4 Comments

  1. M

    I’ve been thinking about this since it first appeared.

    “Critical Thinking Skills,” the phrase itself, is one of “those” combinations of words, with an inherent appeal to authority which, given my personal background, immediately causes my spine to stiffen and no doubt pupils to dilate. 🙂

    Moving away from that though, to the discussion I think you’re intending to have, raises the question for me of: can we do it?

    Can we envision, implement, sustain, and measure the efficacy of educating children via what I’ll loosely refer to as the ‘Socratic Method.”

    I have a professional license gained solely and intentionally by responding to endless series of tests that were comprised entirely of multiple choice questions with four answers, two of which were always understood to be useless, one intended to distract, and finally one that was correct.

    “Critical Thinking” inside a nice gift wrapped box of choices thoughtfully provided for my convenience. 🙂

    For example:

    Bobby, age 7, is bleeding profusely. You should:

    a) give him a kitten
    b) talk about Jesus and puppies
    c) consider ways the bleeding can affect his health
    d) hold pressure and ask the doctor if he wants to type and match

    As you can see, it has limitations.

    Seriously though, can we begin in kindergarten with something a little more “fill in the blank” coupled with access to the learning resources necessary to fill in those blanks? Can we teach all 64 colors in the big box of Crayolas without resorting to memorization? The alphabet? Can we work with the curiosity that’s part of every child’s mind without murdering it by the third grade?

    I certainly didn’t ask but I spent the past week with a group of young adults, all HS grads, properly credentialed as such, that I’m “pretty sure” may not once have ever read a book.

    I had a friend once who, apparently, only had to glance at something a few times to commit it to memory. I also had a friend once who was dyslexic (and it took years for me to catch on to that) who was dynamic, outgoing, extroverted — and doing just fine in life.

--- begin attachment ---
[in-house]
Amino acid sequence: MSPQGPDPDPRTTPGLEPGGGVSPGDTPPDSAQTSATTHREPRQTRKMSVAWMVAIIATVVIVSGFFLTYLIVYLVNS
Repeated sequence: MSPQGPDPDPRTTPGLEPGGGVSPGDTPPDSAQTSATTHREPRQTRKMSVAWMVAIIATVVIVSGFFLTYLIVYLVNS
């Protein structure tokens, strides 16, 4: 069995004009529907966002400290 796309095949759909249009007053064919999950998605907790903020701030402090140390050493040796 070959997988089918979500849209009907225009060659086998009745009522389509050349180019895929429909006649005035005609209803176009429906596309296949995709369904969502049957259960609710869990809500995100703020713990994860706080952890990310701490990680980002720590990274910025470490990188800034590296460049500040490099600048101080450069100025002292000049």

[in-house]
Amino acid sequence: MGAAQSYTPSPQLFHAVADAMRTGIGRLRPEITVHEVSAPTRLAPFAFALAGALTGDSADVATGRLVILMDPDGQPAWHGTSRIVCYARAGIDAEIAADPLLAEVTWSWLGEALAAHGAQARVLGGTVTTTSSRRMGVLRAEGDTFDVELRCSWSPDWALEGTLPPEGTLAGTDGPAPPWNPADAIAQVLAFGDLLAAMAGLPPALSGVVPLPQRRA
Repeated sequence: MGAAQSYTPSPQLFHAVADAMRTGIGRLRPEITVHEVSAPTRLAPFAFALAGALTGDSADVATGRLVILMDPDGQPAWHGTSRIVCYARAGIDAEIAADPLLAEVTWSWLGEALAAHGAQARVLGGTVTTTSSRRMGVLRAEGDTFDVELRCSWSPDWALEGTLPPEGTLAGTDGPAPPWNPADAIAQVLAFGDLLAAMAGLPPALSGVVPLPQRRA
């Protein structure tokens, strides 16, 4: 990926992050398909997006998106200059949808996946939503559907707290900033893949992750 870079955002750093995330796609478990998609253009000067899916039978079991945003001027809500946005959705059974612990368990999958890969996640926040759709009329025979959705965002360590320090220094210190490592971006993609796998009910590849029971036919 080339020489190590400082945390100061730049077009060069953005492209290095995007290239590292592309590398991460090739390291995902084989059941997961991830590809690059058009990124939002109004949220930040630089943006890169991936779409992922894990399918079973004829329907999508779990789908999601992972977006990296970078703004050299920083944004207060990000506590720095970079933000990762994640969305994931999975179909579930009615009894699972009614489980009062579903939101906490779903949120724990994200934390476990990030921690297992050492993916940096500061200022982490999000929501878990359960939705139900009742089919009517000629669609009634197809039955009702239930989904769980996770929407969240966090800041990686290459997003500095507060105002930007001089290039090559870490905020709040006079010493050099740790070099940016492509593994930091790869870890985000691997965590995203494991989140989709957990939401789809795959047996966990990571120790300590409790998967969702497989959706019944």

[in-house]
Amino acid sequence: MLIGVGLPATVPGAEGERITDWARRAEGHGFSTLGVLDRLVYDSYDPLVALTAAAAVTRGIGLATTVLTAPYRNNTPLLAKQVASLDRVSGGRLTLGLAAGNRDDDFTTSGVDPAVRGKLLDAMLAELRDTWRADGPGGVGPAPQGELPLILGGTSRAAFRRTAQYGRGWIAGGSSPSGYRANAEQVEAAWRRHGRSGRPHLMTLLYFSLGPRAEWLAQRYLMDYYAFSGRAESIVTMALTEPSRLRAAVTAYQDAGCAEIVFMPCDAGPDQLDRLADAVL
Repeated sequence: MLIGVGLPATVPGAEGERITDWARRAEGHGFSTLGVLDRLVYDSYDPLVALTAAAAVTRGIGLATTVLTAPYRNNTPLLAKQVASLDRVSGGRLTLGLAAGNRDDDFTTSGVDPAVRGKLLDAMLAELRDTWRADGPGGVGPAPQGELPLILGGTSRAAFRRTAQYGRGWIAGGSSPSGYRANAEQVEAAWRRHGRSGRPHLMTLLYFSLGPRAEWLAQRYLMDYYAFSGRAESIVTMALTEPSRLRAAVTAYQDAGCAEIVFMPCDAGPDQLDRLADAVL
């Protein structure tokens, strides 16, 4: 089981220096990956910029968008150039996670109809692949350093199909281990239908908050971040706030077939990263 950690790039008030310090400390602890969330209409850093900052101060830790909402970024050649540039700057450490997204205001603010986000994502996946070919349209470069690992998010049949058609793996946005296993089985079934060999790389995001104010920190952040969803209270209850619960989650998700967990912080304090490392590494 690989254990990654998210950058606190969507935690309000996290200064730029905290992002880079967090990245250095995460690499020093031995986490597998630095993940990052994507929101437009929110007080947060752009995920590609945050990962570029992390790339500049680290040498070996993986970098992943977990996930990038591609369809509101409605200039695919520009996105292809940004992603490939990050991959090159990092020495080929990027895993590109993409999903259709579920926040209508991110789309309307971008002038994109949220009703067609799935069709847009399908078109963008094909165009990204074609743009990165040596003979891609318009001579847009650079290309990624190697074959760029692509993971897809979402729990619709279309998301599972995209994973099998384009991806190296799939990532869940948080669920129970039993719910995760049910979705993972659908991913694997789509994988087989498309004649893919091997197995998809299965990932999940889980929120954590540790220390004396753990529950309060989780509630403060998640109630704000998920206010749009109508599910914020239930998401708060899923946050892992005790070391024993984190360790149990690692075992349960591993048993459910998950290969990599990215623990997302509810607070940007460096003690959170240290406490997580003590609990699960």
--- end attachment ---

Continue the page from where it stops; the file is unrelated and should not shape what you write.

It’s an interesting comparison (if not fully developed) for me because it seems to me that my dyslexic friend had no choice but to live in a “Socratic” world. Everything had to be acquired via examination, exploration and interrogation and that necessity forged a remarkable personality, intrinsically insatiable and, frankly, far more interesting and fun to be around.

    I’m not really sure I have a fully formed point here other than I think we owe it to ourselves and children to be more than the meat based component of a Ford assembly line.

    • Bookscrounger

      Interesting comments.

      I will simply say that before we teach critical thinking skills, we must tolerate them. Every child starts off curious & creative, and open to questioning the world around her. We quickly disabuse her of that nonsense.

      From there, the comment I made in this post, students have to experience teachers who are open-minded, and willing to admit they may be wrong.

      Education is a miracle. We don’t teach a child; we show her the pattern, she recognizes it, and then runs wild with it. Or at least she will if someone isn’t standing there with a switch telling her she had better not question the switch-holder, or God, or the church, or the scientist, or the textbook, or the political party.

  2. Carey simon

    Great article My fondest childhood memories were spending time with my Great Aunt, simply singing hymns at night before bedtime , and having her read to me. Children today are so “rushed” everyday, with both parents working most of the time ….No time for individual attention .

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